Freddie Humphreys has successfully appeared on behalf of Stoke-on-Trent City Council in a case stated concerned with a prosecution brought for breach of a planning enforcement notice.

The Appellant had been convicted in the Magistrates Court for failing to comply with the terms of an enforcement notice. The enforcement notice had alleged a breach of planning control which stemmed from construction works to a residential property in a conservation area in breach of an Article 4 Direction. The Appellant’s defence to the charge had been to argue that the Council couldn’t prove that an Article 4 Direction was in place and so he couldn’t be guilty of an offence. This contention was rejected and the Justices found that on the balance of probability the Council had proved the existence of the Article 4 Direction on the balance of probabilities.

The Appellant applied to the Justices to state a case to the High Court, which they did raising two questions:

  1. Was it open to us to consider forms of evidence out-with the terms of section 133 of the Criminal Justice Act 2003 in determining the existence of the Article 4 Direction ?
  2. Were we correct in applying the civil standard of proof to this discreet (sic) aspect of the case?

The Council resisted the challenge to the decision of the Magistrates by arguing that the questions didn’t arise. S.285 of the Town and Country Planning Act 1990 was engaged in this case and what the Appellant was in reality seeking to do was challenging the validity of the Enforcement Notice. That was not open to him to do and the matter for the courts to consider when determining the prosecution should have been limited to the simple question of whether the enforcement notice had been breached.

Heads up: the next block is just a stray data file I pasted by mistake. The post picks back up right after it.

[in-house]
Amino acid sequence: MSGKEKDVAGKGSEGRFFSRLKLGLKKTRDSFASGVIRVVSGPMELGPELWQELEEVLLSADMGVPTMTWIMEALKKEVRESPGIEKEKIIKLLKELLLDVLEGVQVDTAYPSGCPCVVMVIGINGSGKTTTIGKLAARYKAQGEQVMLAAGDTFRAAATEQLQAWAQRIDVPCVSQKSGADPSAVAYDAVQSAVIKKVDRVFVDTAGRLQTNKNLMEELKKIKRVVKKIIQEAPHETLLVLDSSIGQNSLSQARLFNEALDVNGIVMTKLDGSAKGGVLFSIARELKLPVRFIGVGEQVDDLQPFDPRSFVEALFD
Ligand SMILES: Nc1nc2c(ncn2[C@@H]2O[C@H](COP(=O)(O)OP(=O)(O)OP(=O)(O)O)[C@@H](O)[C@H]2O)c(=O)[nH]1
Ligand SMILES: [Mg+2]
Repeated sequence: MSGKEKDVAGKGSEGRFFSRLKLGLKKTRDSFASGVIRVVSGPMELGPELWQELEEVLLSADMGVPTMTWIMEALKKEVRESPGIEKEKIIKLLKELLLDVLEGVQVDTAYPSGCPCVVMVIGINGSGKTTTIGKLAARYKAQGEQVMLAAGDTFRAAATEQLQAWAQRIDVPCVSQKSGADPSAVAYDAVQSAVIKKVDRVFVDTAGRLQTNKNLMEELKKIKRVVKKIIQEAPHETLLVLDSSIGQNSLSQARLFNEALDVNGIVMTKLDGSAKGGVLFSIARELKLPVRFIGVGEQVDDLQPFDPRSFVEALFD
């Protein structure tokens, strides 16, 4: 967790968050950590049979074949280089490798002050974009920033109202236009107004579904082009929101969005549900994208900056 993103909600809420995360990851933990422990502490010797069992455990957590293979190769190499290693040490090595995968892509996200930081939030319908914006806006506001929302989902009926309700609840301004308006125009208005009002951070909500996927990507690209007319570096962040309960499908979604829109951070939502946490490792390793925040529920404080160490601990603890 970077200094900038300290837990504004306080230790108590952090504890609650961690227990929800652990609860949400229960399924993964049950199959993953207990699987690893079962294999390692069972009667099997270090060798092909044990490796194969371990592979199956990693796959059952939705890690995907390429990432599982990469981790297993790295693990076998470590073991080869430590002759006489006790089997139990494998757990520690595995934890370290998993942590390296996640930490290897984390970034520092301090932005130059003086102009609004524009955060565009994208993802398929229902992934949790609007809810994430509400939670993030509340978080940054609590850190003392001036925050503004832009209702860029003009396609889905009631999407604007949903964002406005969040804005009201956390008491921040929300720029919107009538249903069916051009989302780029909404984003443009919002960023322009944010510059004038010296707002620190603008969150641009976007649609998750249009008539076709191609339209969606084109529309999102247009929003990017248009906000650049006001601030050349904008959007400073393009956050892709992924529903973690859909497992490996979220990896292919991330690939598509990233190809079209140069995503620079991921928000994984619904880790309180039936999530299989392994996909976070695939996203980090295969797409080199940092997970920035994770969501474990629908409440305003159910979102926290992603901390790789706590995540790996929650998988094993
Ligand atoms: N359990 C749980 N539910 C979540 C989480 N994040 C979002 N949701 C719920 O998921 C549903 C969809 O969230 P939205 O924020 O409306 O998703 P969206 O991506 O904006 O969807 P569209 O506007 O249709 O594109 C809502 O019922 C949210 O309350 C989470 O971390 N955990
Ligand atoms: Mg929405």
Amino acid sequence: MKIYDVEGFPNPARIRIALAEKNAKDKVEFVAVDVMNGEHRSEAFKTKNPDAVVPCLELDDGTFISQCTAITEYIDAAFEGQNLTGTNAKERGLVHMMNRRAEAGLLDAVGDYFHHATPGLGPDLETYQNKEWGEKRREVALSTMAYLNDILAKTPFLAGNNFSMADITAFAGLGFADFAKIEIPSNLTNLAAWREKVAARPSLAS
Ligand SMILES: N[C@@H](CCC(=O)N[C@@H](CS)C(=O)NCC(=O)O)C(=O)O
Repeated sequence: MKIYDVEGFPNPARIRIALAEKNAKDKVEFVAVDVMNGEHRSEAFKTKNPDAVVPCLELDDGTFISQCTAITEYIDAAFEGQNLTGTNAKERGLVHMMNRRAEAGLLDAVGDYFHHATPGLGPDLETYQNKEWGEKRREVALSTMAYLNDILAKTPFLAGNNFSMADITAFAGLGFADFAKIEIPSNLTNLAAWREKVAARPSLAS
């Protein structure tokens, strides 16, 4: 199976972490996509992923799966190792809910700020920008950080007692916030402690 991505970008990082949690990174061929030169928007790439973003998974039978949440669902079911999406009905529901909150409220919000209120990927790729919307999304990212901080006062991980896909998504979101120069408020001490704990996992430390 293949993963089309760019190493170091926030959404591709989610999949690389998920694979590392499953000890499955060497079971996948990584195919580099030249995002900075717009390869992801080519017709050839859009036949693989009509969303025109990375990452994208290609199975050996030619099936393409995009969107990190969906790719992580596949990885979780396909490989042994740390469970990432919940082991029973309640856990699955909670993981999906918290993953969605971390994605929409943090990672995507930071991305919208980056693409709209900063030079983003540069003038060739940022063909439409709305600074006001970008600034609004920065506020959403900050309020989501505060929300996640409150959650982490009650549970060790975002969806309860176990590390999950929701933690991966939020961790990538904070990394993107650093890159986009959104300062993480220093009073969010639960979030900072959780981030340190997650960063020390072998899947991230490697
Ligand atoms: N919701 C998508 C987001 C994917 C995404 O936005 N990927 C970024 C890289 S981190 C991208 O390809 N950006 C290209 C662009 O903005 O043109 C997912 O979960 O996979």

Stoke’s arguments were accepted by the High Court with Mr Justice Knowles finding:

“It follows that, I consider that the questions posed by the justices for this Court’s opinion do not arise. The justices were not concerned with the existence or otherwise of an Article 4 Direction: the Enforcement Notice was valid, and the only issue for them was whether the Appellant had breached it. As to that, there was only one answer. He plainly had.”

The decision should be of some utility to LPA’s looking to bring prosecutions for breach of enforcement notices, confirming the scope of what is required to be proved in such prosecutions.

The judgment can be found at:

Freddie Humphreys was instructed by Trevor Vernon on behalf of Stoke-on-Trent City Council.

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